Author’s note: All cars featured in this thread have .car files available upon request. DM me if you’d like the .car to any Zayders. Additionally, a minor oversight has resulted in the Trek 1R being named the Trek.R in the BeamNG file.
1969: Triple Play
Hot off the heels of the Duty’s demise, Zayder came out swinging to show that they would not let a commercial failure bring them to their knees. Their first order of business was to announce that the Trek would finally be receiving the performance upgrade the fans had been asking for over the past three years.
Dubbed the Trek 1R, the new “hot” version of the SUV brought the updated 3ZE-B.1R engine, bumping the power up to 305 HP and the torque up to 377 ft-lbs. It also brought a newer suspension build, a roof rack, twin exhausts, chrome bumper delete and arguably more importantly - a factory-standard tow-hook.
These updates propelled the Trek 1R from its already strong position in the market to being the dominant offroader of the era - as well as being the most powerful and fastest UV/SUV of the late 1960s. It was also lighter and held slightly more cargo than its predecessor, resulting in an incredible 7.7 second sprint to 60 and a top speed of 134 MPH.
Unfortunately, it only averaged 10.7 MPG when driven gently. To many in the Trek community, this wasn’t a significant downside and about 40,000 units were sold in 1969 alone.
Zayder Australian Special
During the spring of 1969, Zayder announced plans to enter the Australian market with an exclusive limited-production ute - the Australian Special, informally known as the AS.
Sporting a high-revving variant of the 2ZE inline 6 churning out 238 HP, this 4WD ute tipped the scales at a relatively mild 3336 lbs. It was simple, rugged and certainly no slouch at the lights. It didn’t perform remotely as well as the Trek 1R released earlier in the year, but it was never intended to be a full performance model. The run of 1000 sold out over the next two years, and the car was met with somewhat positive praise. It just didn’t fare well in a market where domestic models had already taken a stronghold.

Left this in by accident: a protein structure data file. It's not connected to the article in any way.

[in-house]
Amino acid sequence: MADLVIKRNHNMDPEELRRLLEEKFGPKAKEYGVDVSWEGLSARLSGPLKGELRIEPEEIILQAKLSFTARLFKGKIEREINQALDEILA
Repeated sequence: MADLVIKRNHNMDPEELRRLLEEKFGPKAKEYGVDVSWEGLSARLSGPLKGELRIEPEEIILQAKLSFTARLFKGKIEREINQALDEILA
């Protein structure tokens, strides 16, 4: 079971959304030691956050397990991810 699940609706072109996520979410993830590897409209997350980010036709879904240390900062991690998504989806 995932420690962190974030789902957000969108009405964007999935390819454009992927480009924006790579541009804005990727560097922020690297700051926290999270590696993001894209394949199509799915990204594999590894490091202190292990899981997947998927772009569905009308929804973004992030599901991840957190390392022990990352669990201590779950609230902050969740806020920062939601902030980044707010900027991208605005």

It was, however, successful enough for Zayder to enter the Australian market and paved the way for future success outside of America.
Zayder Super - Spec II (Lavelle Studios)
(AN: A heartfelt thank you to @titleguy1 for the design work on this vehicle)
In Q3 of 1969, Zayder sent out a press release announcing a revival of the shuttered Super project, promising a “race car for the road”.
The Super Spec II underwent extensive design and engineering work in order to make it compliant with road use. During the process, Zayder outsourced the design to avant-garde designer Lavelle Studios after being impressed by LS’ design portfolio. The end result is a featherlight, 210 HP supercar that straddled the line between road car and race car. The car was indeed straddling the line - a few adjustments and part swaps would convert the vehicle from road to race version and vice versa.
Zayder announced a few weeks after initial press release that there would only be 10 units produced, and all ten had been reserved by the end of the month following the announcement.
The Spec II sports an up-tuned variant of the inline 4 that was in the original race prototype, updated with newer materials and tweaks to ensure consistent reliability in both road and competitive conditions. The gearbox was updated and the aerodynamic properties of the car was tweaked to maintain the downforce the car needed on the track.
Of the 10 Spec.II Zayders sold, three raced to modest success. The rest spent their time in garages or in everyday road use.